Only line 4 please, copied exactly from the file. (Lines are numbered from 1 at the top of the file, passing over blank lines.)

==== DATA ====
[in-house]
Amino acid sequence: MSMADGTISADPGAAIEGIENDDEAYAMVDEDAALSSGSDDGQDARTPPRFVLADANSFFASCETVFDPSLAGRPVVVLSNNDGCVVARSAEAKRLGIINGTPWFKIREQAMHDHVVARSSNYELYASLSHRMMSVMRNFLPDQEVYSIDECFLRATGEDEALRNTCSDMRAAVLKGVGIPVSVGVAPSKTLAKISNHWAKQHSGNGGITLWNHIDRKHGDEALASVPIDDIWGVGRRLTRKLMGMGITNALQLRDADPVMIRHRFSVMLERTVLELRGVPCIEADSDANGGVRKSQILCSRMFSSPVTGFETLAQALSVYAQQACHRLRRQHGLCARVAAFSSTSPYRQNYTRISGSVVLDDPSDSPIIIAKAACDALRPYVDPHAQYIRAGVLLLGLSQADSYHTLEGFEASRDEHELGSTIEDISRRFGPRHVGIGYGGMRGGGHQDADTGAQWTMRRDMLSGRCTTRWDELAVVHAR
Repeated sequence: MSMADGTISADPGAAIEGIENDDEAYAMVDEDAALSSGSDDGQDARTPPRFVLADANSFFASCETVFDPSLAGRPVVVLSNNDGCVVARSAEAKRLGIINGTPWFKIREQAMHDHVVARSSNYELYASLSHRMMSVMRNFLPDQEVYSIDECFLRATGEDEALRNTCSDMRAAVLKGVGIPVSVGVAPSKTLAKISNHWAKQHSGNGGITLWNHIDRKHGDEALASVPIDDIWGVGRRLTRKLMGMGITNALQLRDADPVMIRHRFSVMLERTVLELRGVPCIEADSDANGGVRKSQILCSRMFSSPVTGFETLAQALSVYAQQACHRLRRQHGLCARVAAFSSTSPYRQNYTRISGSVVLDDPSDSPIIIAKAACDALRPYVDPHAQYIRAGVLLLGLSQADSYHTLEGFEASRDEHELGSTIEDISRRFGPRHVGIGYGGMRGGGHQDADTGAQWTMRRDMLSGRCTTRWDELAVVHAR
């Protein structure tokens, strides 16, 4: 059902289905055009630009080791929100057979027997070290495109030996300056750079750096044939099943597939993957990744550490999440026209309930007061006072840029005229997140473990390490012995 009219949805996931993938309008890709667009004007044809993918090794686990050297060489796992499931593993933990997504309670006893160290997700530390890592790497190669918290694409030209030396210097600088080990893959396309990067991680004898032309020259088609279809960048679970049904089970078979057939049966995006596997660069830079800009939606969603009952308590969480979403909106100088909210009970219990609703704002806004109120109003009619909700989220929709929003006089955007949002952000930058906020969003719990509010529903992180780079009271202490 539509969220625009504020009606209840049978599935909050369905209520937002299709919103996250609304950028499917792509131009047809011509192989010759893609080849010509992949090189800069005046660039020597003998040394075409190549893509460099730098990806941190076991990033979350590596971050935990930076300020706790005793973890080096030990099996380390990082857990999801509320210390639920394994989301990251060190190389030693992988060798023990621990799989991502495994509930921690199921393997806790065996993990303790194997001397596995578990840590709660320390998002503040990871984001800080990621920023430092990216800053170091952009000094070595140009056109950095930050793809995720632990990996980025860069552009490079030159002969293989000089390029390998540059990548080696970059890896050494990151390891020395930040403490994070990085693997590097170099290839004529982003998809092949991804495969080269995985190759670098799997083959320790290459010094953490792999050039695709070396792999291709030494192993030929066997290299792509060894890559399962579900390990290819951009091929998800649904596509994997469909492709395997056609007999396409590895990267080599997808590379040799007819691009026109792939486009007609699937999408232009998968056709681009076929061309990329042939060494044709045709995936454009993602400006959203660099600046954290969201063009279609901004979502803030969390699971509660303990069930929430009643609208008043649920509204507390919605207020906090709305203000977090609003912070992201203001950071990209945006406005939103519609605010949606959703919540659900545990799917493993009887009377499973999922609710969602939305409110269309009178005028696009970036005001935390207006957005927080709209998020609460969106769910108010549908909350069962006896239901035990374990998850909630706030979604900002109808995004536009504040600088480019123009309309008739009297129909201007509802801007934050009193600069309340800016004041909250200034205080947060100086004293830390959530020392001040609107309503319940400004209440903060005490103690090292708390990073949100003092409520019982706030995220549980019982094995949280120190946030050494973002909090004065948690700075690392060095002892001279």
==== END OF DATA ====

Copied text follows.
């Protein structure tokens, strides 16, 4: 059902289905055009630009080791929100057979027997070290495109030996300056750079750096044939099943597939993957990744550490999440026209309930007061006072840029005229997140473990390490012995 009219949805996931993938309008890709667009004007044809993918090794686990050297060489796992499931593993933990997504309670006893160290997700530390890592790497190669918290694409030209030396210097600088080990893959396309990067991680004898032309020259088609279809960048679970049904089970078979057939049966995006596997660069830079800009939606969603009952308590969480979403909106100088909210009970219990609703704002806004109120109003009619909700989220929709929003006089955007949002952000930058906020969003719990509010529903992180780079009271202490 539509969220625009504020009606209840049978599935909050369905209520937002299709919103996250609304950028499917792509131009047809011509192989010759893609080849010509992949090189800069005046660039020597003998040394075409190549893509460099730098990806941190076991990033979350590596971050935990930076300020706790005793973890080096030990099996380390990082857990999801509320210390639920394994989301990251060190190389030693992988060798023990621990799989991502495994509930921690199921393997806790065996993990303790194997001397596995578990840590709660320390998002503040990871984001800080990621920023430092990216800053170091952009000094070595140009056109950095930050793809995720632990990996980025860069552009490079030159002969293989000089390029390998540059990548080696970059890896050494990151390891020395930040403490994070990085693997590097170099290839004529982003998809092949991804495969080269995985190759670098799997083959320790290459010094953490792999050039695709070396792999291709030494192993030929066997290299792509060894890559399962579900390990290819951009091929998800649904596509994997469909492709395997056609007999396409590895990267080599997808590379040799007819691009026109792939486009007609699937999408232009998968056709681009076929061309990329042939060494044709045709995936454009993602400006959203660099600046954290969201063009279609901004979502803030969390699971509660303990069930929430009643609208008043649920509204507390919605207020906090709305203000977090609003912070992201203001950071990209945006406005939103519609605010949606959703919540659900545990799917493993009887009377499973999922609710969602939305409110269309009178005028696009970036005001935390207006957005927080709209998020609460969106769910108010549908909350069962006896239901035990374990998850909630706030979604900002109808995004536009504040600088480019123009309309008739009297129909201007509802801007934050009193600069309340800016004041909250200034205080947060100086004293830390959530020392001040609107309503319940400004209440903060005490103690090292708390990073949100003092409520019982706030995220549980019982094995949280120190946030050494973002909090004065948690700075690392060095002892001279």